New Report Examines Groundwater Management on the High Plains

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Contact: Cassaundra Rose (
December 1, 2017
ALEXANDRIA, Va. — The High Plains/Ogallala Aquifer (HPA), which offers a compelling yet complex illustration of how geoscience vitally intersects society, is the subject of a new report from the American Geosciences Institute. This report outlines the findings of the 2016 Critical Issues Forum, which examined state approaches to the HPA's regional groundwater challenges.
Held October 27-28, 2016, at the Payne Institute for Earth Resources at the Colorado School of Mines in Golden, Colorado, the one-and-a-half-day Forum brought together a wide range of scientists and decision-makers from across the U.S. to identify lessons and best practices for groundwater management. Forum participants addressed the scientific and social issues inherent in groundwater management efforts throughout the eight HPA states through engaging presentations, panels and breakout sessions. Videos of Forum presentations are available at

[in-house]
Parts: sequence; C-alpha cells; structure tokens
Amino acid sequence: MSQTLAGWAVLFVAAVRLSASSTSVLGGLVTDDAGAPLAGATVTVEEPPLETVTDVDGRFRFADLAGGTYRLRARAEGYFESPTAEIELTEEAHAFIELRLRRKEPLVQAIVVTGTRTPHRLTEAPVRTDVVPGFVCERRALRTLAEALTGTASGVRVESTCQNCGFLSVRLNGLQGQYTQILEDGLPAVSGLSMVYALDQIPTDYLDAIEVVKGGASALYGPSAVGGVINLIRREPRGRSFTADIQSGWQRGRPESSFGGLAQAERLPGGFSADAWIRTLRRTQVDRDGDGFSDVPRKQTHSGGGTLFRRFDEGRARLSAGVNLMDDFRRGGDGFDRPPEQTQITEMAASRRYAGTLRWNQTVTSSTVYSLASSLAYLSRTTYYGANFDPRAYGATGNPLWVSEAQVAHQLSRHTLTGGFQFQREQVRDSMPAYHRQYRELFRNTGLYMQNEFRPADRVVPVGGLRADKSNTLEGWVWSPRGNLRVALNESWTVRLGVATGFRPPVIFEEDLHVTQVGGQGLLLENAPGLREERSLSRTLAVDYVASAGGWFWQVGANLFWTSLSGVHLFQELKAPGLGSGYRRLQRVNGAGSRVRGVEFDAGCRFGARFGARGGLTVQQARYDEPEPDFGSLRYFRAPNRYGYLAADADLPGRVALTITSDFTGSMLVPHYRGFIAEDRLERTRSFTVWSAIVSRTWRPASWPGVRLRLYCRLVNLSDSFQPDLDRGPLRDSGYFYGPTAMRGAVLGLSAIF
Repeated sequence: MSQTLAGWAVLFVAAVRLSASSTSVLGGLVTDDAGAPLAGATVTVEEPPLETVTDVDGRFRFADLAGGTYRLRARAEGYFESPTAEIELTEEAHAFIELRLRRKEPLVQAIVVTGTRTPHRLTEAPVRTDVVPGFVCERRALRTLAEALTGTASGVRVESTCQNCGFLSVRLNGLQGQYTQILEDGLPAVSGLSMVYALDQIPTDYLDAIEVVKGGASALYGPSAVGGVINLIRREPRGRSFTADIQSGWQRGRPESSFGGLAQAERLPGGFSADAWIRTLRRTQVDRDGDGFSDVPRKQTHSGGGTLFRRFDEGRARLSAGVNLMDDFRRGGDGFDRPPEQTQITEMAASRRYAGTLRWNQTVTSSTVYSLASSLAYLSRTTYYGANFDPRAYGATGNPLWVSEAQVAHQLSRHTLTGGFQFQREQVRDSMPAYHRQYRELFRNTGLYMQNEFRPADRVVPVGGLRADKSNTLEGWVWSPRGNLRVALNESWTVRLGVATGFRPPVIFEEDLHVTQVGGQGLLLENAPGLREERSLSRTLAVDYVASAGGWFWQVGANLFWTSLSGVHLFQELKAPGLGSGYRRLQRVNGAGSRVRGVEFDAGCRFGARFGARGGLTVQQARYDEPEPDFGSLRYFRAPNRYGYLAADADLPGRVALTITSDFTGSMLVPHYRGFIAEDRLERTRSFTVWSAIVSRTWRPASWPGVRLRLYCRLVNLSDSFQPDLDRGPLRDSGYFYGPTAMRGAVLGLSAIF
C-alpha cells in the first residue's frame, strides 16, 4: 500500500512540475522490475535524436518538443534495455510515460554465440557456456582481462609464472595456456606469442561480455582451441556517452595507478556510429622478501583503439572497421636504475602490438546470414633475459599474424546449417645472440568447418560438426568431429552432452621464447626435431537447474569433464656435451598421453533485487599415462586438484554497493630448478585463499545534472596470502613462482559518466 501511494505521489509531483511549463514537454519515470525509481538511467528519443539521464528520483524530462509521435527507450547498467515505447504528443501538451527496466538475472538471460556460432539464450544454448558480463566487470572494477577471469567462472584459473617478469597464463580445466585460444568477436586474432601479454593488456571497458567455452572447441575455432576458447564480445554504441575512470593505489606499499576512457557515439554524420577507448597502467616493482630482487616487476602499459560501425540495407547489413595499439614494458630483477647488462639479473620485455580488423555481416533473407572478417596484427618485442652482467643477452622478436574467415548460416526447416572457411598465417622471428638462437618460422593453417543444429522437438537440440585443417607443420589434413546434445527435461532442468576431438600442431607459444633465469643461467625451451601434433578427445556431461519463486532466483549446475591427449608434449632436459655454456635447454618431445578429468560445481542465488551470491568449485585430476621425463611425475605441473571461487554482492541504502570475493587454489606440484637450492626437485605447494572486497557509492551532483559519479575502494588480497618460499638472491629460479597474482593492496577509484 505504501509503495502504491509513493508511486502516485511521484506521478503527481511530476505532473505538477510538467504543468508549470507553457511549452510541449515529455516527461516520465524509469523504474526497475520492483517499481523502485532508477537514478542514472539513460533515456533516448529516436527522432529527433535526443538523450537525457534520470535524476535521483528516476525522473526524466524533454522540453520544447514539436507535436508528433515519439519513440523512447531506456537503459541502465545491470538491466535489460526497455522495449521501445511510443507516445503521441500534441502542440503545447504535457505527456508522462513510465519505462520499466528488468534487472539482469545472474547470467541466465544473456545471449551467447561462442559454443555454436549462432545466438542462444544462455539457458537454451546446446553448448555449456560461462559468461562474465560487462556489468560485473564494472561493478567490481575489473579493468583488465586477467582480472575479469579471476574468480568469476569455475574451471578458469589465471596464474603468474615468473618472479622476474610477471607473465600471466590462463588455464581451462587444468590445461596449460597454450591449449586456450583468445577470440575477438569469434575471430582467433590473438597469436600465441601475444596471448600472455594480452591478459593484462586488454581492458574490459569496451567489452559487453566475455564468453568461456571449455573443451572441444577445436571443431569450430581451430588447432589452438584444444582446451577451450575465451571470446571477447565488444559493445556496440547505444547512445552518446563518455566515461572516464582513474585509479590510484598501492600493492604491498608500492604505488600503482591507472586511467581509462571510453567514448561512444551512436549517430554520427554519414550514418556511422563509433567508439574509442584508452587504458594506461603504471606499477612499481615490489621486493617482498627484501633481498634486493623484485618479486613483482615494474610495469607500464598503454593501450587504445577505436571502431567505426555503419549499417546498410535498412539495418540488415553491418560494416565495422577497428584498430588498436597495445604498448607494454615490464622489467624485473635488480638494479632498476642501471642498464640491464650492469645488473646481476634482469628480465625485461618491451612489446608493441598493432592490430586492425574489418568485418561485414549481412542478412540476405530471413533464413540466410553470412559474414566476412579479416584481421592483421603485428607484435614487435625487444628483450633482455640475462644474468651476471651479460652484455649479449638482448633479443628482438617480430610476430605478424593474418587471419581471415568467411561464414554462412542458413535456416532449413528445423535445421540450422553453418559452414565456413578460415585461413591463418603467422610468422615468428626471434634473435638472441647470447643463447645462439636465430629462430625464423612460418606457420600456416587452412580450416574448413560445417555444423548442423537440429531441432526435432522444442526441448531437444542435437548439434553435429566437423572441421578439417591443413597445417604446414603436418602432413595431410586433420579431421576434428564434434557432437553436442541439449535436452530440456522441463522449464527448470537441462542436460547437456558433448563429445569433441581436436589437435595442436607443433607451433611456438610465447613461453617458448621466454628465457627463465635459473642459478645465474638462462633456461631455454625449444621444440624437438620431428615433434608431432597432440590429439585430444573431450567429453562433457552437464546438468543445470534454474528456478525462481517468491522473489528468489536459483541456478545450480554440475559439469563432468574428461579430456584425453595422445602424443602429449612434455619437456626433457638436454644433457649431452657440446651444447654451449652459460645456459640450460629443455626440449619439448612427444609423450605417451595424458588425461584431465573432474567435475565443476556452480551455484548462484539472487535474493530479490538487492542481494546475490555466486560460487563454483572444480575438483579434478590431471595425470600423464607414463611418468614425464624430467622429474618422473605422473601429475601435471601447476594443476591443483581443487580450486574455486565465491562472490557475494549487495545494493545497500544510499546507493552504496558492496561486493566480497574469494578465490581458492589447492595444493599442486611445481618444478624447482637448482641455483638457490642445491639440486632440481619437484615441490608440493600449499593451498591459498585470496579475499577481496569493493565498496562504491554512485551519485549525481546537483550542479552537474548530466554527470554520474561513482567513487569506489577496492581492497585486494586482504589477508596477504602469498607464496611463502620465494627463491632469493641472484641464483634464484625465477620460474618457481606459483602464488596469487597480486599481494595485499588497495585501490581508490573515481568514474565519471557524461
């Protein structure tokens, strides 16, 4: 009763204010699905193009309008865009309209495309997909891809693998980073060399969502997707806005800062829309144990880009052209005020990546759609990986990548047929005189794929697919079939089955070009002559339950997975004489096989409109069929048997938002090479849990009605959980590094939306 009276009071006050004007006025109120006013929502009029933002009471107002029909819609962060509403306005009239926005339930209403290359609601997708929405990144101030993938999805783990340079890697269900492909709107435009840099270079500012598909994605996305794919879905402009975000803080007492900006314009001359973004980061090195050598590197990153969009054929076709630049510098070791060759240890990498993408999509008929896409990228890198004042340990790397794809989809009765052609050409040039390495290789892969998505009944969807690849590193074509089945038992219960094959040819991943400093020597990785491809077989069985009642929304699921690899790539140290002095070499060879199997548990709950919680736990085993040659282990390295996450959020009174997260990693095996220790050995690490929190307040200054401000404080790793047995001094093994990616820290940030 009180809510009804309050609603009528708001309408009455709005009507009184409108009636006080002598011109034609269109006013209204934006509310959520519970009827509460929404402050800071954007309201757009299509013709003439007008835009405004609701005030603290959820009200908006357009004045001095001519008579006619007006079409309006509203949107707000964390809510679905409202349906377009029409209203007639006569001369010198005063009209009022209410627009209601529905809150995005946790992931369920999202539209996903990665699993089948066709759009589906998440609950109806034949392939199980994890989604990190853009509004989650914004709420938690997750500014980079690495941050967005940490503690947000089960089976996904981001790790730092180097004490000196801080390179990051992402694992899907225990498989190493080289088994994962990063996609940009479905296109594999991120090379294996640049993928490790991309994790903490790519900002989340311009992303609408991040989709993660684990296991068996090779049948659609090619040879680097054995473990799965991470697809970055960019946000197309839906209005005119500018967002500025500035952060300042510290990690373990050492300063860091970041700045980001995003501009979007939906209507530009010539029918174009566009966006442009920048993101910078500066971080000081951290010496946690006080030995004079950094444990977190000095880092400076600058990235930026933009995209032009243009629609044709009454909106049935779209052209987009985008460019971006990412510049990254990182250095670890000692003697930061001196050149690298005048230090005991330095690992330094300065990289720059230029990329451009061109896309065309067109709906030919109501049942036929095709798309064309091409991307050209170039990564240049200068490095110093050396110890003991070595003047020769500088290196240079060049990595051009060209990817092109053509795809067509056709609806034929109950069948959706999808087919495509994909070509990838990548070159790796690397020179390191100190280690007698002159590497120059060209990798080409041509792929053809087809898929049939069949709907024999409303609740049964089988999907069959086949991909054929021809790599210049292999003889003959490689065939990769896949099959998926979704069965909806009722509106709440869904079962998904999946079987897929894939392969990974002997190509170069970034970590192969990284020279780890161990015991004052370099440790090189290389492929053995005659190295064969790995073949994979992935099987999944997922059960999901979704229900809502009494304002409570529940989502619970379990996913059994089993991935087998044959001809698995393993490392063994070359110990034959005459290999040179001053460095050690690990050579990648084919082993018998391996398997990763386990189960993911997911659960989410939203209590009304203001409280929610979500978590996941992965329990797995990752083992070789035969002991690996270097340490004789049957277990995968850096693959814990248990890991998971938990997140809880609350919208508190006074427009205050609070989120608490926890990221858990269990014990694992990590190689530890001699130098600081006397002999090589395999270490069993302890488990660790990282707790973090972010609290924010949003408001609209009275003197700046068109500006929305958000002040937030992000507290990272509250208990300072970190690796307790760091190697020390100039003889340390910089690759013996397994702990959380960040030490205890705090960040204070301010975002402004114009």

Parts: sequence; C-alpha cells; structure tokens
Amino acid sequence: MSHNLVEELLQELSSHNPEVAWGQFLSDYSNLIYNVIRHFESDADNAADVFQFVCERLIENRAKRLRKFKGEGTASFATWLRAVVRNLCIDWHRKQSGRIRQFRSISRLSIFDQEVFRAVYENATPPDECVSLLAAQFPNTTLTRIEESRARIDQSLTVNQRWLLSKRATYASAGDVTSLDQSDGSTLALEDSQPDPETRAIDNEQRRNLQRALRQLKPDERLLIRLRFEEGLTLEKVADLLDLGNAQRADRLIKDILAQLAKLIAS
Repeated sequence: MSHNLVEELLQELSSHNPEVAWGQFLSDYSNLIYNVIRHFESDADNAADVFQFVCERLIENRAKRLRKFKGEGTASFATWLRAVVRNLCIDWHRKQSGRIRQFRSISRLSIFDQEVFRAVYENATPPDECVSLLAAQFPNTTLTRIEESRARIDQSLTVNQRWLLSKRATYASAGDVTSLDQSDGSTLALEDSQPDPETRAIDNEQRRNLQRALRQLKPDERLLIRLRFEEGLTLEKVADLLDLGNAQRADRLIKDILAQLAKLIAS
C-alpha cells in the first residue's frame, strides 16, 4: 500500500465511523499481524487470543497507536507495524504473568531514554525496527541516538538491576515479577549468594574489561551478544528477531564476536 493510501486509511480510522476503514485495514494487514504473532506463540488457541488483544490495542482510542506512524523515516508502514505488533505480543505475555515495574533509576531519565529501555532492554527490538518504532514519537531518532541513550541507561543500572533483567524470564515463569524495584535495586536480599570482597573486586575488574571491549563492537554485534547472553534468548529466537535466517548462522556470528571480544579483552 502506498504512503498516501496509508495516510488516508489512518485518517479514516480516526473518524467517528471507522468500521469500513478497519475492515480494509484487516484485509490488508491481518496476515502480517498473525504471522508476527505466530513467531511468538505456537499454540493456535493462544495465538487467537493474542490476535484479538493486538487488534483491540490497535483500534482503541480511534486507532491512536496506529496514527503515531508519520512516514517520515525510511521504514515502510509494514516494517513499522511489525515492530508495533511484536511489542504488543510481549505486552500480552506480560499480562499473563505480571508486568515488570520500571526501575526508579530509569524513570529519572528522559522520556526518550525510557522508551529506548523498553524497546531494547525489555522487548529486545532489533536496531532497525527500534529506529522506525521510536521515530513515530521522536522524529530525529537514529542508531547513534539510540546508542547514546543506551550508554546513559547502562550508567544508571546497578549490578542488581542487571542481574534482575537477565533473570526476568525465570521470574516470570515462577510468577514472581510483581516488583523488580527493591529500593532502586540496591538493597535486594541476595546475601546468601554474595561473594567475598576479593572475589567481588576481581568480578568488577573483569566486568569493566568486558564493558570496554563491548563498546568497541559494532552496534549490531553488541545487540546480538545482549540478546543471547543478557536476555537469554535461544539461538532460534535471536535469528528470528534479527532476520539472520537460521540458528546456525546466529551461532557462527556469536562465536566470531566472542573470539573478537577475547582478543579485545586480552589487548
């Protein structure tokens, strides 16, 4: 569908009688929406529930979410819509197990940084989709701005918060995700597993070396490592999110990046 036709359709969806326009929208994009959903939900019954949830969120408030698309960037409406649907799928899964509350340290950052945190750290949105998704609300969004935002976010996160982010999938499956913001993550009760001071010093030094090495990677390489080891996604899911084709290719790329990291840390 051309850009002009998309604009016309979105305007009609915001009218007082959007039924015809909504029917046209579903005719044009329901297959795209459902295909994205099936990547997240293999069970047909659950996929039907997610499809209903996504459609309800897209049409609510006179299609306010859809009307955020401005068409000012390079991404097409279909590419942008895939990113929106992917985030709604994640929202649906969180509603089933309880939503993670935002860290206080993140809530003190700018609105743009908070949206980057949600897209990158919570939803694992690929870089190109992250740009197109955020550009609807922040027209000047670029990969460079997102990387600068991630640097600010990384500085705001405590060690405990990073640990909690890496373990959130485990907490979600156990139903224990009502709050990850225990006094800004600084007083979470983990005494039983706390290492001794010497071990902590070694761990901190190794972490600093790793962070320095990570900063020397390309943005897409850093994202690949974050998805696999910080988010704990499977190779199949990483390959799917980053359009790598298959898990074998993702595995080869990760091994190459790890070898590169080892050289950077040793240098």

The summary report of the Forum, written by EARTH Magazine News Editor Timothy Oleson with contributions from additional AGI staff, is now available for purchase at A free PDF version of the report is also available at
Also of interest — In May 2017, EARTH interviewed Merri Lisa Trigilio, one of the Forum's invited keynote speakers. Trigilio is the producer and director of "Written on Water," a documentary film that showcases High Plains communities and their intimate relationship with the land and the groundwater beneath it. Read her interview at
About AGI
The American Geosciences Institute (AGI) is a nonprofit federation of 52 scientific and professional associations that represents more than 260,000 geoscientists. Founded in 1948, AGI provides information services to geoscientists, serves as a voice of shared interests in the profession, plays a major role in strengthening geoscience education, and strives to increase public awareness of the vital role the geosciences play in society's use of resources, resiliency to natural hazards, and interaction with the environment.
AGI is a not-for-profit 501(c)(3) organization dedicated to serving the geoscience community and addressing the needs of society. AGI headquarters are in Alexandria, Virginia.
The American Geosciences Institute represents and serves the geoscience community by providing collaborative leadership and information to connect Earth, science, and people.